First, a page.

You have survived what many believe to be the most grueling week of your academic career: midterm exams. The make or break of any and possibly all of your courses.
If you did not do as well as you had expected, don’t throw in the towel just yet (trust me, I’ve been there). There may be hope for you yet! One of the biggest (if not, the most significant) thing to consider when preparing for midterms or any exam for that matter is having an adequate space for studying, or what I have deemed the “Study Sphere."
It might be a bit difficult to focus on the exam or quiz material with one roommate blaring Celine Dion’s “My Heart Will Go On” while the other has suddenly taken up the kazoo. A bit of an exaggeration, but you get my point. Some people are completely comfortable working in that type of environment and I applaud them on being superhuman, but if you’re anything like me, it is almost impossible to be productive among all the chaos. The best solution I have found for avoiding distractions in my three years at Iowa State is maintaining an effective study sphere.
- Parks Library
Possibly the number one place on campus to study—it offers a variety of resources from its extensive collection to the team of trained staff ready to assist you at the Help & Information Desk. There are also seven tiers, designated quiet areas, group study rooms for check-out, and research study rooms that make Parks Library an excellent study sphere for any and all students.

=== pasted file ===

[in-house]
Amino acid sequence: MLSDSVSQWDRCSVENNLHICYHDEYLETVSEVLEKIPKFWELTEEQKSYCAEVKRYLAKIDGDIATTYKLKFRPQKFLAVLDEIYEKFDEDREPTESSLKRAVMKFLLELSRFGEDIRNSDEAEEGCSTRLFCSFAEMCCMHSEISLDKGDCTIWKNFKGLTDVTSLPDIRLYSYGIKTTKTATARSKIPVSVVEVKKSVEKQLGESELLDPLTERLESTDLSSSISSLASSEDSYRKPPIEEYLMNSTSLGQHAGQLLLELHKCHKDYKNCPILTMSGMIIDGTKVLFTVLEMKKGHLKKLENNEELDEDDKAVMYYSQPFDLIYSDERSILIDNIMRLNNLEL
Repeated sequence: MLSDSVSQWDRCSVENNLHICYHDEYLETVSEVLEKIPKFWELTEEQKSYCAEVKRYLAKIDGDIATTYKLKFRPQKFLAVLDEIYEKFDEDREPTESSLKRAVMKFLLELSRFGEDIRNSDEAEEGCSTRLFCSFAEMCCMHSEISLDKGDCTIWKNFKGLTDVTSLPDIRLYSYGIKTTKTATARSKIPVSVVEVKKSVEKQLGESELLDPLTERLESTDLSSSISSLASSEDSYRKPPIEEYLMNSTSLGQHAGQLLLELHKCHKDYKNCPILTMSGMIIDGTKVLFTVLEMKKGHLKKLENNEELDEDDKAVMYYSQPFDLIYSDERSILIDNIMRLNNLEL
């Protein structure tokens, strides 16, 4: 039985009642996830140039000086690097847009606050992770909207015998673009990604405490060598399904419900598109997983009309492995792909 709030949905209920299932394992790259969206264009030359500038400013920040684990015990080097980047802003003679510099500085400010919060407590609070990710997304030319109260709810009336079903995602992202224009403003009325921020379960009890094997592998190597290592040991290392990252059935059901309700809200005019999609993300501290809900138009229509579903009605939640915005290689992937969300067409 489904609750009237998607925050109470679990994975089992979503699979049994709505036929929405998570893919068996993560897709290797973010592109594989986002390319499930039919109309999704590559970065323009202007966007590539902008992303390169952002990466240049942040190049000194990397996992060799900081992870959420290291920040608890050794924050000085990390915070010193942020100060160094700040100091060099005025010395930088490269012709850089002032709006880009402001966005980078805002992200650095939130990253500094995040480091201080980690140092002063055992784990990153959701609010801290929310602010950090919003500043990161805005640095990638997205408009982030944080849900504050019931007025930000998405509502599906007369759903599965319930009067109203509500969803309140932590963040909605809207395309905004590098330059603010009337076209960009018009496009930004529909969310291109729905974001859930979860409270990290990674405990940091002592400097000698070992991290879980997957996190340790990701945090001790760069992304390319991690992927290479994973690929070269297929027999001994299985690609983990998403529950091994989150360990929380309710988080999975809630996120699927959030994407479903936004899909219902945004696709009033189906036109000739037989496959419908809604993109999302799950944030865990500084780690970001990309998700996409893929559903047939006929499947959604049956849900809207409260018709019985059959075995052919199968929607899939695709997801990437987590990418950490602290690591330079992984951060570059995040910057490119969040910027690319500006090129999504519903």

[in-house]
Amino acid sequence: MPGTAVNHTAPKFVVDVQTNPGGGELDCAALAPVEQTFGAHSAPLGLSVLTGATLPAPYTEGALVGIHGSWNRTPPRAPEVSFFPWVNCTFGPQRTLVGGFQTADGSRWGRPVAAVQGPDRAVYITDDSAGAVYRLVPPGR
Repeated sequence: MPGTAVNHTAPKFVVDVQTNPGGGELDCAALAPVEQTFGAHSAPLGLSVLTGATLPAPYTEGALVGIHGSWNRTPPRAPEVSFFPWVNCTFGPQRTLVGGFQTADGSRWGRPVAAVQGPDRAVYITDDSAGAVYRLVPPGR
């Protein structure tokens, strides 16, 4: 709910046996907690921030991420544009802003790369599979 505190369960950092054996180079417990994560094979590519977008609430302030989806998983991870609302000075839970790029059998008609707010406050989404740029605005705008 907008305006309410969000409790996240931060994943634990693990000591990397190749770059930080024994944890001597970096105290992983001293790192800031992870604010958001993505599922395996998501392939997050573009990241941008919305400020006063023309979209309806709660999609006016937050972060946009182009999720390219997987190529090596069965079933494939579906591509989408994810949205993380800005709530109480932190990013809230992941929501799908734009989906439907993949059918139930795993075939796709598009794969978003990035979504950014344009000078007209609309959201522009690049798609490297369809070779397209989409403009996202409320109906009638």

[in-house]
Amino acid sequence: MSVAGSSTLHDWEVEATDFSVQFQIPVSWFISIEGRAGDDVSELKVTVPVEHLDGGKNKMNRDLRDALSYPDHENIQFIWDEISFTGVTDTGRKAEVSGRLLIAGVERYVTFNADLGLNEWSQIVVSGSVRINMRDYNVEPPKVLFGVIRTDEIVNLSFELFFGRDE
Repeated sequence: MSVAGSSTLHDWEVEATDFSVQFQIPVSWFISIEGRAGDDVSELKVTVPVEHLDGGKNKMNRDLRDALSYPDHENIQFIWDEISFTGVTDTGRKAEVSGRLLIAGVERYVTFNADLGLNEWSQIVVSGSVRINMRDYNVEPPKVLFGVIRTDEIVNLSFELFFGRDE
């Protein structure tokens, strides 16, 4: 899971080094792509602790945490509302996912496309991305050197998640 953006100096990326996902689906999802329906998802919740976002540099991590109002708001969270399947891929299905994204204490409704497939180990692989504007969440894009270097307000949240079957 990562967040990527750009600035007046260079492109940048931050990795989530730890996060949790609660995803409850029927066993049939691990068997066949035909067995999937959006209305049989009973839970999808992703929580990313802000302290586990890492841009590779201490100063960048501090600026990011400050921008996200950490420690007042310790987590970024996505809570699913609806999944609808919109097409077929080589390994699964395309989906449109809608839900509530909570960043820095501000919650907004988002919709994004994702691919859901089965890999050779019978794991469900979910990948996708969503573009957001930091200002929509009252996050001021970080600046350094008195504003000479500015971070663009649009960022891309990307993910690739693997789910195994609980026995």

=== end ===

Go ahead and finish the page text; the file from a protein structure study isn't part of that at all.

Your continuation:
- LeBaron Hall
Across the street from Parks Library, you will find a small hub for studying. There is access to computers and printing as well as an area for small groups to meet for studying or group work. It’s particularly nice if you’re trying to avoid overcrowding at the library.
- Gerdin Business Building
My personal favorite—with Business Café only a few feet away, the commons and lounge areas throughout the first floor offers the perfect balance that makes for a clean and quite working environment. With access to three computer labs available for student use and interaction spaces that allow for not only individual but group work as well, Gerdin is a perfect space for academic learning.
- Curtiss Commons
The Harl Commons in Curtiss Hall were recently renovated to create a great study sphere. With its new comfy chairs, desks equipped with computers, and small café, the commons have become a more low-key version of the Gerdin Café.
- The Hub
The Hub is always bustling with students grabbing lunch, catching up over caribou coffee, or studying at one of the many booths. Since it is an atmosphere of constant noise, the Hub is a great place for studying with a group or over lunch, but not always ideal for those who need peace and quite to get work done.
- Memorial Union
The Memorial Union, similar to the Hub, is always bustling with people and comes equipped with food to keep you going, but it is also home to several study spheres. There are a few common areas on the main floor and a little known hidden library off of the food court that serve as great spots for studying.
- An Empty Classroom
Almost every student has those short breaks in between classes. Just enough time to get some work done, but not enough time to go traversing across campus to your favorite study sphere. During these breaks, find an empty classroom and utilize the desks or take advantage of a chalkboard to get your homework done.
- Your Major Building
Buildings that are home to your major or minor often have study rooms, common areas, or empty classrooms just waiting to be used. And since the building also includes your major, it may offer resources on the subject you are studying.
Iowa State offers a myriad of places for study. Among them, you will find all the qualities you should come to expect out of an effective study environment: cleanliness, quiet, and resources. Ultimately, the environment in which you choose to study is up to you. Just remember, you do not have to limit yourself to one stationary desk and awesome swivel chair.
Posted by: Sylvina Walk